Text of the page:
I always promised myself I would not apologize for a lack of posting on the blog, and so I won't. But I have been extremely busy taking about 4,000 photographs since the last post. Lots of family Christmas card photography business to be about. I have missed writing.
I do not want to let too much time go by without announcing the arrival of my very own cell phone. After more than a decade of everyone else having one, I've decided to join the 21st century and have my own personal phone number. (If you want to get technical, I have had a phone before but I'm not counting carrying around an emergency phone in a bag under the front seat of my car in college.)
I have held out for as long as possible, wanting technology to catch up to my phone standards. I got an iPhone and it has not disappointed. It is, essentially, a toy for grown up children. I have not gotten a toy in a really long time. It is pretty fun.
What I have found very interesting is how much it reminds me of my childhood. And of things that I remember from the 1980's and early 90's when I was growing up.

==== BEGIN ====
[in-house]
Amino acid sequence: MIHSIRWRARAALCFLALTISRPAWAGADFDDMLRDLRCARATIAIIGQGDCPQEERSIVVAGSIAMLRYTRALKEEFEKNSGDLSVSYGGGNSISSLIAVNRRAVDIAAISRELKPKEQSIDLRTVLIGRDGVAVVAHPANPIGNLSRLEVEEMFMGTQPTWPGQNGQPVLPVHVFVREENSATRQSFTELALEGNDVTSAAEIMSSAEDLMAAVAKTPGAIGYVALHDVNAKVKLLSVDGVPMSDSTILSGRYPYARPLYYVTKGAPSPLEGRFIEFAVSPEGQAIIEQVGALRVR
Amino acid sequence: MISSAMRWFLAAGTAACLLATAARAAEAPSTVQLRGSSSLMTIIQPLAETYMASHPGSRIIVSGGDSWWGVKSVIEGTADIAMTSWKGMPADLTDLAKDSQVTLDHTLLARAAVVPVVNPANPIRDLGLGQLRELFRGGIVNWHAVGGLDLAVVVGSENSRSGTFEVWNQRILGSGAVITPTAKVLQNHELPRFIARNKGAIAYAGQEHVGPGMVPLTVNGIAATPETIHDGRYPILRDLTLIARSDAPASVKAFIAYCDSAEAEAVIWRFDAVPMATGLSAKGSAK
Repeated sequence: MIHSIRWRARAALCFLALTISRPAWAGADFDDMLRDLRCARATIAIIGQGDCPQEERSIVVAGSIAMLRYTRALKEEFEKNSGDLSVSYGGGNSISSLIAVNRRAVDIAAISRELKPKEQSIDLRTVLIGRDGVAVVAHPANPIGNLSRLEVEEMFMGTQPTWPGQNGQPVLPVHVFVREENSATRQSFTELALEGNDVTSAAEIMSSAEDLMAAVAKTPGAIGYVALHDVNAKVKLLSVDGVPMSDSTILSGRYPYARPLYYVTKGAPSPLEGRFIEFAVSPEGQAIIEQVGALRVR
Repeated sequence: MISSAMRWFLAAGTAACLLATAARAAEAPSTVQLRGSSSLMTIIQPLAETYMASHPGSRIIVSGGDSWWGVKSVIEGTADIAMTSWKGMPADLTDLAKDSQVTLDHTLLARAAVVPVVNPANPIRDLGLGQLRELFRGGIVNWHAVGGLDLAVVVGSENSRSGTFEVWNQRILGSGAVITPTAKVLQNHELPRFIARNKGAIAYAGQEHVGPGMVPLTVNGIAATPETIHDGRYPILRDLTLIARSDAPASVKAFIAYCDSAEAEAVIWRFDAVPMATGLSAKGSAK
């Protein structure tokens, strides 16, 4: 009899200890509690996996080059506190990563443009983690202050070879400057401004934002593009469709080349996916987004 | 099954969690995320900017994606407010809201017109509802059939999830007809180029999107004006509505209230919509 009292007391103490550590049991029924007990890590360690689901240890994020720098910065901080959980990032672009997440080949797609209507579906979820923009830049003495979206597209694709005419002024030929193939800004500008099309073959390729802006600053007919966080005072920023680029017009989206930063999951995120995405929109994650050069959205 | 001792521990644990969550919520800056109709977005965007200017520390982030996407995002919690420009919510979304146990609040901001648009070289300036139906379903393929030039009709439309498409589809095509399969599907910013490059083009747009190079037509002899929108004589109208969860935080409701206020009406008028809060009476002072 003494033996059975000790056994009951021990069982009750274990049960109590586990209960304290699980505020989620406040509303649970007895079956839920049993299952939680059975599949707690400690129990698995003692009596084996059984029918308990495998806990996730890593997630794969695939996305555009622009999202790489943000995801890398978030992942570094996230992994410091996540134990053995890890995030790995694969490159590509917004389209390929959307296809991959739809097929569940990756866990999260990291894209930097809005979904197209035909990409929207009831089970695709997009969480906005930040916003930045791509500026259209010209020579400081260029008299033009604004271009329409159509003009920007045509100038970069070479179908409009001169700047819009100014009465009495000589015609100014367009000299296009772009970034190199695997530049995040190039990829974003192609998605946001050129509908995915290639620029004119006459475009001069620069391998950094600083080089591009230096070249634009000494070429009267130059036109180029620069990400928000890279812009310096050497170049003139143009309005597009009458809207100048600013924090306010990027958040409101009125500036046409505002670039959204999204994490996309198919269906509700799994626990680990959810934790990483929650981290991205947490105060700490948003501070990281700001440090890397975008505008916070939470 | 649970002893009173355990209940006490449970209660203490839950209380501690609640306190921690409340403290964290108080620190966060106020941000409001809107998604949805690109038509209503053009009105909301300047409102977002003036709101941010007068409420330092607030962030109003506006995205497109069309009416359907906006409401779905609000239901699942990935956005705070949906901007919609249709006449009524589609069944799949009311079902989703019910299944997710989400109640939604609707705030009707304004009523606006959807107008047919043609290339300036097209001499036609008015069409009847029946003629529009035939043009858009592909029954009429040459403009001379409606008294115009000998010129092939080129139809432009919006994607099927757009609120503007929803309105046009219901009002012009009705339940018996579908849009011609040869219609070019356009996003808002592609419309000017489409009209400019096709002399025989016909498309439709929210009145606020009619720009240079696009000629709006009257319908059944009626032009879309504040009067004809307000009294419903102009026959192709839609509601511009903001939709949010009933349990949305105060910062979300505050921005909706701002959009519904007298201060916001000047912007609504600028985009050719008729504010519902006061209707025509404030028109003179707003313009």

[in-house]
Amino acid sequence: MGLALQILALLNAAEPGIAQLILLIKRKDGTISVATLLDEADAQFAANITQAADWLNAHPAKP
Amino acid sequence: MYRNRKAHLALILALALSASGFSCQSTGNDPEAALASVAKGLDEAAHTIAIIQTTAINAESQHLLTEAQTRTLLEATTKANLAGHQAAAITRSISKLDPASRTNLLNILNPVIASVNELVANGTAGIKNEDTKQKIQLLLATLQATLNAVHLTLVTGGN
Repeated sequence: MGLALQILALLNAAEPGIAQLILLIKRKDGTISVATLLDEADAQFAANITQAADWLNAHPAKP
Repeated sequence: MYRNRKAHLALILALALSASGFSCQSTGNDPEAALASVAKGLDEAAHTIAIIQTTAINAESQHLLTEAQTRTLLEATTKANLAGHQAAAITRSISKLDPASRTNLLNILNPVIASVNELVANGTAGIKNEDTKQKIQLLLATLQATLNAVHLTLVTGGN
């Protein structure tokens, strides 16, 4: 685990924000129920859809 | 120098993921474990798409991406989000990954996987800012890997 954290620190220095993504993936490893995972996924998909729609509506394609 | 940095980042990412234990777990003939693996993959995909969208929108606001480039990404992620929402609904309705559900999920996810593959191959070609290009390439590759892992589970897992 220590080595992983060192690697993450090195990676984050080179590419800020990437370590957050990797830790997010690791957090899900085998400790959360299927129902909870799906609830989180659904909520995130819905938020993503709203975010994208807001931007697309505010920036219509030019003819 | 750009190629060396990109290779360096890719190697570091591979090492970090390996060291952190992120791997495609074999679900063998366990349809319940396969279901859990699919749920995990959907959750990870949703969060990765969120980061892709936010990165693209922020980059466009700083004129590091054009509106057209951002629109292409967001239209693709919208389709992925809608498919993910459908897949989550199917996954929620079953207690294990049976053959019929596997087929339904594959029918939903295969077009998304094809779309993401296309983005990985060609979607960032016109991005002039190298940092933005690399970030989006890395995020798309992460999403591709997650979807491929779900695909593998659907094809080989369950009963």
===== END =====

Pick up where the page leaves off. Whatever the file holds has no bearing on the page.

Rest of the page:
In the 80's, we got cordless phones. You could even walk into your driveway sometimes and still get reception. With your iPhone, you get reception in the remotest of locations.
In the 80's, we got the Walkman. You could actually put batteries in a small contraption and play your Janet Jackson tape while you walked around wearing your headphones with the adjustable silver head band. The iPhone comes with ear buds. You are expected to listen to it.
In the 80's, Polaroid cameras were all the rage. And so were double prints. You could instantly see you and your friends memories. Or hand them out after developing your film. On your iPhone, you have Instagram and photo sharing apps.
In the 80's, we passed notes in class or put a note in someone's locker. Now we text. It's really the same thing. You don't know exactly how they will interpret it. You don't know if they've read it yet or not. You write back and forth using juvenile abbreviations that somehow give you a cheap thrill.
In the 80's, we played board games and card games. The iPhone comes with games we would have been thrilled to get in a box as kids.
In the 80's we gave day timers as gifts. Now our entire brain gets deposited into our phone.
So the technology is there, but the needs the phone meets are the same.
Appreciating the work of Steve Jobs, I relished the moment when I opened the box the encased my phone. Do you know what the box said to me? It said, "Hello." The same thing the first Macintosh computer said in 1984.
Hello, iPhone. Welcome to the future. Welcome to the past. Hello, indeed.